-When it’s where you like it, save as either a new Photoshop file or PNG, as those hold the transparency. A JPG will just fill in your transparent areas with white.
-Add both your original image and the one you just edited, add your contextual graphic and arrange accordingly.

Next we’ll use just InDesign with the pen tool.
-Insert your photo, decide where you want the contextual graphics to go
-select pen tool, begin going around the outline of your subject
-Close the shape
-With the selection tool, select the image and copy
-right click the new shape you just created, and paste into
-Add your contextual graphic and arrange accordingly.

And there you have it, hopefully one of these methods works well for you and gives you more freedom to make awesome designs. Thanks and good luck.

Categories
Adobe Illustrator Adobe InDesign Tips and Tutorials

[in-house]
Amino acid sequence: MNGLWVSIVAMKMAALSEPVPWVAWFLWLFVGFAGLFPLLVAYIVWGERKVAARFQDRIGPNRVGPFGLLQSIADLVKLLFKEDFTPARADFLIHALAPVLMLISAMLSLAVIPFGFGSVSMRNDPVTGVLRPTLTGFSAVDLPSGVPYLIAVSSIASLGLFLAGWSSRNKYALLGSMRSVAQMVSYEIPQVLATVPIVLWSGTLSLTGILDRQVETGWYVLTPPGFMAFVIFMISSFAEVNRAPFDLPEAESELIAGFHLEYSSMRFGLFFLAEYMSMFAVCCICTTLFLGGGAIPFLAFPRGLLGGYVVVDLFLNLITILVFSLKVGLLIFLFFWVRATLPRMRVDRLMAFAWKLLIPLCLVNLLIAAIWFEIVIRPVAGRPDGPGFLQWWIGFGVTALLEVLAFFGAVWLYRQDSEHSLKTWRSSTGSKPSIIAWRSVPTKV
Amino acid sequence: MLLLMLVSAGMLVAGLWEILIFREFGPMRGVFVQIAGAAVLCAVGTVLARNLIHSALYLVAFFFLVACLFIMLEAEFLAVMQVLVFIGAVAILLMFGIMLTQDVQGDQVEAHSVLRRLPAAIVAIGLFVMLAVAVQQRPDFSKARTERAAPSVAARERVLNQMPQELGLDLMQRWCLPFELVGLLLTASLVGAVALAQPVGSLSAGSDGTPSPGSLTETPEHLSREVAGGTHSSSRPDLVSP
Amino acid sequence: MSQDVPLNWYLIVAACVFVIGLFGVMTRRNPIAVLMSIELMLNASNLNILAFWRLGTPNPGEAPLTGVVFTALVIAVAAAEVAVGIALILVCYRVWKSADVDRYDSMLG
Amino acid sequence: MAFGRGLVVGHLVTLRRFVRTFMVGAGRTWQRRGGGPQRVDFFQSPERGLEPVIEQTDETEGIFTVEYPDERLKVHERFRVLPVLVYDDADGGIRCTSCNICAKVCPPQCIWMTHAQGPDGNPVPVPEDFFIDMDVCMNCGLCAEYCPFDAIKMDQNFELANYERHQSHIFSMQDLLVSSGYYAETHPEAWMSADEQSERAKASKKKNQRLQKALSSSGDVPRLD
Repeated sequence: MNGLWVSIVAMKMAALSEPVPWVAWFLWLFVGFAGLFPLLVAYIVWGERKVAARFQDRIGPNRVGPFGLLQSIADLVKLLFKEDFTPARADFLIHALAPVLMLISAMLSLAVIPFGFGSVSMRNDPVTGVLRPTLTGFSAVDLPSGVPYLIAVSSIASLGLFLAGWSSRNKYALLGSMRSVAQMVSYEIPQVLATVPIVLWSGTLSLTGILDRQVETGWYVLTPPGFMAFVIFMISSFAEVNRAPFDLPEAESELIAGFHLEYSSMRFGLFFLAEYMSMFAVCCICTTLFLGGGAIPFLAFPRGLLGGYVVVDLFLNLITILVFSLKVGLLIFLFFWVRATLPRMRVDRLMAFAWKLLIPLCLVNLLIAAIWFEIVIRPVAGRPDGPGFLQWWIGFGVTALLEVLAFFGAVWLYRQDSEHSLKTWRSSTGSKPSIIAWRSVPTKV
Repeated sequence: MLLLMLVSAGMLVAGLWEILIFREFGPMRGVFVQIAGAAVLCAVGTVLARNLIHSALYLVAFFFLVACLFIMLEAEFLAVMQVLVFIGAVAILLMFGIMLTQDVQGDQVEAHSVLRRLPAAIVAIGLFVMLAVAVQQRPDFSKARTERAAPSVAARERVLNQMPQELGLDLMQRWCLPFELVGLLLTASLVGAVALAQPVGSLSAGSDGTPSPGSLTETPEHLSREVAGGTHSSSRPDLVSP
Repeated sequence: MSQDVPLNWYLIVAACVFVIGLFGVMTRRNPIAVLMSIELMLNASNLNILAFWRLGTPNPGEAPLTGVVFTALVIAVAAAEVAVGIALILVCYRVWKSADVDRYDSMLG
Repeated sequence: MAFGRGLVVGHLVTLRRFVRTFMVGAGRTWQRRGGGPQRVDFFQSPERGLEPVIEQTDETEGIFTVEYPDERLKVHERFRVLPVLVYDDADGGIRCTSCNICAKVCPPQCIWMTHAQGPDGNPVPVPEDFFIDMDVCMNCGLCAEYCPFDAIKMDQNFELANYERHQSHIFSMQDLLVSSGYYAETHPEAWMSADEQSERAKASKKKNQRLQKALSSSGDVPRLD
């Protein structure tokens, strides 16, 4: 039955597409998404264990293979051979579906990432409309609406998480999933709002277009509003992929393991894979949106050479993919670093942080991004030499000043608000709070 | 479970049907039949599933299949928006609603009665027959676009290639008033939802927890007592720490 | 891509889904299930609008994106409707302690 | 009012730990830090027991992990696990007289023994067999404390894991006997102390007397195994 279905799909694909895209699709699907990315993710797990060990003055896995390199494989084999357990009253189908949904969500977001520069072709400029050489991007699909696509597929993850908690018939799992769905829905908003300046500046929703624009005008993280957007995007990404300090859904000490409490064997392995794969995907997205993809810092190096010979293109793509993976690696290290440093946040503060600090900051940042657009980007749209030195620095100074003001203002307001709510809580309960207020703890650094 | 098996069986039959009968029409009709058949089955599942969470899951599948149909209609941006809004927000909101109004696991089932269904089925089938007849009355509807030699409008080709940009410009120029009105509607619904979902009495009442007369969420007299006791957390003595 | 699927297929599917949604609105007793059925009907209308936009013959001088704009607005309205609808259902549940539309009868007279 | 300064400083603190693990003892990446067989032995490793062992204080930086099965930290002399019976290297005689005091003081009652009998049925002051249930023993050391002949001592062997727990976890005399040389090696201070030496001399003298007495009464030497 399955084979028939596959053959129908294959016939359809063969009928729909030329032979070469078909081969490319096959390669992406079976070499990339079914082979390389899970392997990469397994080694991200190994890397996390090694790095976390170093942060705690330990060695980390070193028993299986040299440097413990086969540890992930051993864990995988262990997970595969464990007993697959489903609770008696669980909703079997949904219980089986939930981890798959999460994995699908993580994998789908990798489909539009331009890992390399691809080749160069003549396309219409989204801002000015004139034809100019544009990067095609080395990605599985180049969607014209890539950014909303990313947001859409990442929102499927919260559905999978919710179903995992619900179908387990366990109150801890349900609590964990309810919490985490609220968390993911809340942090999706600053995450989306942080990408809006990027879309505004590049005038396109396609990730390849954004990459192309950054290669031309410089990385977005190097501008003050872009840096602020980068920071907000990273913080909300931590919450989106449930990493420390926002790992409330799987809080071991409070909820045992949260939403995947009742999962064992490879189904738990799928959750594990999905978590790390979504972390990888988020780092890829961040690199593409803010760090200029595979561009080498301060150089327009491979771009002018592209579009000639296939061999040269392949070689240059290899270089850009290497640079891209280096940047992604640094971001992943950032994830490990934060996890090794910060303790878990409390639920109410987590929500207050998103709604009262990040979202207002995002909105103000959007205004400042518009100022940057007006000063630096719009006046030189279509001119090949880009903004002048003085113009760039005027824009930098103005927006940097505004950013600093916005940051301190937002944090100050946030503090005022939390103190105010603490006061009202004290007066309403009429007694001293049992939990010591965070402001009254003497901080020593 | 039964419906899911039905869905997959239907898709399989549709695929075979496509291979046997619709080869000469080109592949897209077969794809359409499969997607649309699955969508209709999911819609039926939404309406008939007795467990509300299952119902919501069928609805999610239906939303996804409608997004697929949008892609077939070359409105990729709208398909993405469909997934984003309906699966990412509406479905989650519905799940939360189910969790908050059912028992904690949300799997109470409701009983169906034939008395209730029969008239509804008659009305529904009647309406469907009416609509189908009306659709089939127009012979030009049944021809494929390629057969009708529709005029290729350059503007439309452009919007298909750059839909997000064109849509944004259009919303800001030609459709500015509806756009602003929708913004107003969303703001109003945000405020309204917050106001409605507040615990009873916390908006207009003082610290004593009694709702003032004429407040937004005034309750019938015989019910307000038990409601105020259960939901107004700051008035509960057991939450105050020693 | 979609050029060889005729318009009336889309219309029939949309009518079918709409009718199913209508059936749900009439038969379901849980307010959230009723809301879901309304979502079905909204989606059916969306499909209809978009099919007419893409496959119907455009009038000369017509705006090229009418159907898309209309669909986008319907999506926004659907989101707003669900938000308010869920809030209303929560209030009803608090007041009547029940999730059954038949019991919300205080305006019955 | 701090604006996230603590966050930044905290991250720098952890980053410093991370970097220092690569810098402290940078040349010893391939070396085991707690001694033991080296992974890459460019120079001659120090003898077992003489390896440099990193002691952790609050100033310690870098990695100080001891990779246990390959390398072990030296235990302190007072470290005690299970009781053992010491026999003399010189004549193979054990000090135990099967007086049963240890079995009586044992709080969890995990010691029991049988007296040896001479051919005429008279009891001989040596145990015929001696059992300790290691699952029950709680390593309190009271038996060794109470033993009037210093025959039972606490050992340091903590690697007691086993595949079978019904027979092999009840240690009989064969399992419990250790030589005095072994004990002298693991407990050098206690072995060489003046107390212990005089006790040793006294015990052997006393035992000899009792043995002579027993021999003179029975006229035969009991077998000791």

Creating OSU Branded Pie Graphs in Adobe Illustrator and InDesign

Graphs and charts have a specific look in the Oregon State Brand, and in this 10 minute video we discuss how to create those in Adobe Illustrator and Indesign:

From Adobe Illustrator:

  1. Select Pie Graph Tool (under the Column Graph Tool) and make it the size you want.
  2. A Data box will appear, allowing you to add your numbers.
  3. Close the data box, select the stroke and choose ‘None’ as the color.
  4. Select the Selection Tool (V), click on the pie chart and go to Object>Ungroup, say yes to the dialog box that appears (this warns you that you will no longer be able to edit the data, so make sure your numbers are final). Right click the pie chart and select ‘Ungroup’ again.
  5. Select the Ellipse Tool (under the Rectangle Tool) and from the center of the pie graph click and hold Shift+Alt and drag to make your circle from the center. Select the fill of this circle and change it to white.